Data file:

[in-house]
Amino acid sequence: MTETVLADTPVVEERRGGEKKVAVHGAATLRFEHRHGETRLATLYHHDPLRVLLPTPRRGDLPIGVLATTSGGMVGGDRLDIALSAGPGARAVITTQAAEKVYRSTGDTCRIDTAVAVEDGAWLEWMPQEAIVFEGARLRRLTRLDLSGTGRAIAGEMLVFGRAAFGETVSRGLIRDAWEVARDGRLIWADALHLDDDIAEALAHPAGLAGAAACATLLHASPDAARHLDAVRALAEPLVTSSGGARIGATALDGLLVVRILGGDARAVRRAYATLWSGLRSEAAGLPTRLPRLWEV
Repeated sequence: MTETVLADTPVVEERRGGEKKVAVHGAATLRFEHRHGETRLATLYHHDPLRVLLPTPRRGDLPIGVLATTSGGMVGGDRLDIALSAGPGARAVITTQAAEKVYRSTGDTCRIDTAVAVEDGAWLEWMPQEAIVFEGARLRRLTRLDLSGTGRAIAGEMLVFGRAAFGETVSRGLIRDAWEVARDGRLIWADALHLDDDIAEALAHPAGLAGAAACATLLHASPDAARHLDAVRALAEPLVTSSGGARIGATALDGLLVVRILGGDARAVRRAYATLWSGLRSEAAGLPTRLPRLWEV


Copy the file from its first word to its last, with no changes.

[in-house]
Amino acid sequence: MTETVLADTPVVEERRGGEKKVAVHGAATLRFEHRHGETRLATLYHHDPLRVLLPTPRRGDLPIGVLATTSGGMVGGDRLDIALSAGPGARAVITTQAAEKVYRSTGDTCRIDTAVAVEDGAWLEWMPQEAIVFEGARLRRLTRLDLSGTGRAIAGEMLVFGRAAFGETVSRGLIRDAWEVARDGRLIWADALHLDDDIAEALAHPAGLAGAAACATLLHASPDAARHLDAVRALAEPLVTSSGGARIGATALDGLLVVRILGGDARAVRRAYATLWSGLRSEAAGLPTRLPRLWEV
Repeated sequence: MTETVLADTPVVEERRGGEKKVAVHGAATLRFEHRHGETRLATLYHHDPLRVLLPTPRRGDLPIGVLATTSGGMVGGDRLDIALSAGPGARAVITTQAAEKVYRSTGDTCRIDTAVAVEDGAWLEWMPQEAIVFEGARLRRLTRLDLSGTGRAIAGEMLVFGRAAFGETVSRGLIRDAWEVARDGRLIWADALHLDDDIAEALAHPAGLAGAAACATLLHASPDAARHLDAVRALAEPLVTSSGGARIGATALDGLLVVRILGGDARAVRRAYATLWSGLRSEAAGLPTRLPRLWEV